It is interesting to see the short and robustly contrarian 'The Subject–Researcher Relationship: In Defense of Contracting Around Default Rules' by Michelle Meyer in 11(4) American Journal of Bioethics (2011) 27-30.
Meyer states that as "part of a broader project of rethinking the way we govern human subjects research" -
I consider a proposal to improve the quantity, quality and speed of research by requiring subjects to contractually agree not to withdraw from research, at least without good reason. That proposal would require altering the current regulations governing human subjects research, which provide subjects with an inalienable right to withdraw from the research at any time, for any reason, without penalty or loss of benefit to which they would otherwise be entitled.
I argue that the gains sought by this particular proposal would likely be swamped by the costs of enforcing such contracts and by the chilling effect they would have on subject recruitment. But I agree that we should explore the role of contract in rethinking the way we govern human subjects research. Doing that in any significant way, however, requires an understanding of the subject-researcher relationship that is not fiduciary. In this article, I defend the claim that this relationship is in fact not fiduciary, cannot coherently be made fiduciary, and ought not to be fiduciary. I then defend the role of contract not only in the efficient conduct of research, but also, and more importantly, in serving the interests and welfare of research subjects.She asks how can contract benefit subjects?
First, subjects can use and have used contract to secure benefits that they are not owed under the applicable default rules. Too often it is assumed that contracting around default rules entails contracting down from them. Contract can be a way for those whom the law regards as legal strangers, such as same-sex partners, to establish legal commitments to one another. Even where the law already recognizes a relationship as imposing rights and obligations, contract can be used as easily to heighten as to lower those duties of care. For example, the current default rule is that researchers have no duty to provide subjects with post-trial access to a beneficial trial intervention (Kraemer-Katz v. U.S. Public Health Service). Subjects have been able to secure that benefit only through contract (Dahl v. HEM Pharmaceuticals Corp.; Abney v. Amgen, Inc.). Similarly, the general default rule is that tissue contributors have no property interests in the tissue they contribute to research. But through contract, tissue contributors have conditioned their gifts in a variety of ways, such as by requiring data to be shared with other researchers or negotiating intellectual property arrangements that would ensure the accessibility of any resulting diagnostics or treatments to patients (Skloot 2006). Similar gaps between what the regulations require and what bioethicists believe subjects are owed — such as compensation for research-related injuries and receipt of individual research results — could be bridged through contract.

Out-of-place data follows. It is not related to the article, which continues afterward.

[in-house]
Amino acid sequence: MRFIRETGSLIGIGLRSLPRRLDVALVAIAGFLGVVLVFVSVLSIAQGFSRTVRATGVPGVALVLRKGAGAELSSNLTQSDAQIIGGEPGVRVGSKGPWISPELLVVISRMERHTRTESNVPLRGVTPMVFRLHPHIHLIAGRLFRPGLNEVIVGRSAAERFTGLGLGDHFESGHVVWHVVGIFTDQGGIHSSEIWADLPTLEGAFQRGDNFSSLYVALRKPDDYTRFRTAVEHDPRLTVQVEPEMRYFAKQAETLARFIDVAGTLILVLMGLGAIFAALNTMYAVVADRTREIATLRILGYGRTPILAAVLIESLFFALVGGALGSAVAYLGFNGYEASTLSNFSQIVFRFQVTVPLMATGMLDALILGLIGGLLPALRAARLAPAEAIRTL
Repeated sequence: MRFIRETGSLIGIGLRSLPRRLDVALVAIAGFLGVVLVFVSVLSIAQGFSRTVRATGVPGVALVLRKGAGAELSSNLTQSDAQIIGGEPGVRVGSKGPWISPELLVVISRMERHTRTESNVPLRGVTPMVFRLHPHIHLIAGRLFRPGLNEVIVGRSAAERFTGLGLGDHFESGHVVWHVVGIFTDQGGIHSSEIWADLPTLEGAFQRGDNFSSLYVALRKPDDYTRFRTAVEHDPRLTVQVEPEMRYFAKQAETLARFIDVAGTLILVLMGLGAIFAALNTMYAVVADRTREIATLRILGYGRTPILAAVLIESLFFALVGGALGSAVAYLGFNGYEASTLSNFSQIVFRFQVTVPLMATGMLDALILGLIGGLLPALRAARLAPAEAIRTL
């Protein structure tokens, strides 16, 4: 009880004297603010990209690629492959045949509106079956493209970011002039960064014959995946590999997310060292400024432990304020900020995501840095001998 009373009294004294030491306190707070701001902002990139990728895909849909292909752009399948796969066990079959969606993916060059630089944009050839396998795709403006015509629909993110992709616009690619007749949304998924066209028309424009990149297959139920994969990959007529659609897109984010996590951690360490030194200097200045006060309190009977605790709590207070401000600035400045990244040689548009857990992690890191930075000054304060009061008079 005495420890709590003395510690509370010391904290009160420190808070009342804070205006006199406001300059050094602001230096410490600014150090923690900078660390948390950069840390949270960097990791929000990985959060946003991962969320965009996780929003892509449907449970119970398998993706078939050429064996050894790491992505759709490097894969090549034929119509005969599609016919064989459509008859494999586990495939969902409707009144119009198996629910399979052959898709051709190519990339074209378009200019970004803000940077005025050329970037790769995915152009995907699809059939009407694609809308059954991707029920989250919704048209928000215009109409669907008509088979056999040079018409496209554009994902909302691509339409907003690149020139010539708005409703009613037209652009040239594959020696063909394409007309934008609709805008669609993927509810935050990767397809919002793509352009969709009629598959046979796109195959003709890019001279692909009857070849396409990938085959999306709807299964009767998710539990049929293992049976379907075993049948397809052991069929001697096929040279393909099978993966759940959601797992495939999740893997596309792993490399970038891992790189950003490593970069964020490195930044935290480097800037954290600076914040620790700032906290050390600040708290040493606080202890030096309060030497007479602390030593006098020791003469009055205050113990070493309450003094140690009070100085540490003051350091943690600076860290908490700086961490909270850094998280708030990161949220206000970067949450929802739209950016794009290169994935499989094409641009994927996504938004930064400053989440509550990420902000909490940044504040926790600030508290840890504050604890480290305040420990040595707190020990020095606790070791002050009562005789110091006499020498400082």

Second, and less obviously, subjects sometimes have an interest in waiving their legal rights — that is, in choosing not to be protected — in order to secure benefits or outcomes that they value more highly. Unless subjects are permitted to make binding promises to researchers, the promises that researchers make to them will remain largely empty. Under classical contract doctrine, a researcher’s promise to pay (or otherwise compensate) a subject in exchange for the subject completing the study—the unilateral contract that De Ville (2011) wants to preserve — does not become a contract binding on either party until the moment the subject accepts the researcher’s offer by completing the study. Until then, the researcher may revoke his or her offer (as often occurs when a trial is halted; Abney v. Amgen, Inc.) without penalty, and the subject, who may have completed 99% of the study, will be entitled neither to the promised benefits nor to recoup any out-of-pocket costs. Given the unfairness that can result from unilateral contracts, courts have found various ways to enforce the offeror’s promise over his or her attempts at revocation, at least where the offeree has initiated performance. For present purposes, the point is that it is the subject’s inability to bind him- or herself that permits this unfairness, and the subject’s ability to “lock in” the offered benefit at enrollment by making a binding promise to complete the study that would prevent it.
Similarly, the federal regulations not only permit a subject to withdraw at any time, but also permit a researcher to terminate a subject’s participation without his or her consent (45 CFR §46.116(b)(2); Kraemer-Katz v. U.S. Public Health Service). Yet while the researcher may alienate that right by making a binding promise to the subject not to terminate the subject’s participation for trivial reasons, the regulations prohibit subjects from including that offer by reciprocating with a binding promise not to withdraw for trivial reasons. Although the inalienable right to withdraw undoubtedly protects subjects in some ways, it also deprives them of something of value that they might willingly exchange for something they regard as more valuable.
Those queasy about allowing subjects to waive their legal rights should recall that the very institutions of medicine and clinical research could not exist without permitting patients and subjects to waive their legal rights. Informed consent transforms what would otherwise be battery into treatment or volunteerism, respectively. The real question, then, is not whether to allow subjects to waive their legal rights, but which rights they ought to be permitted to waive, and who decides.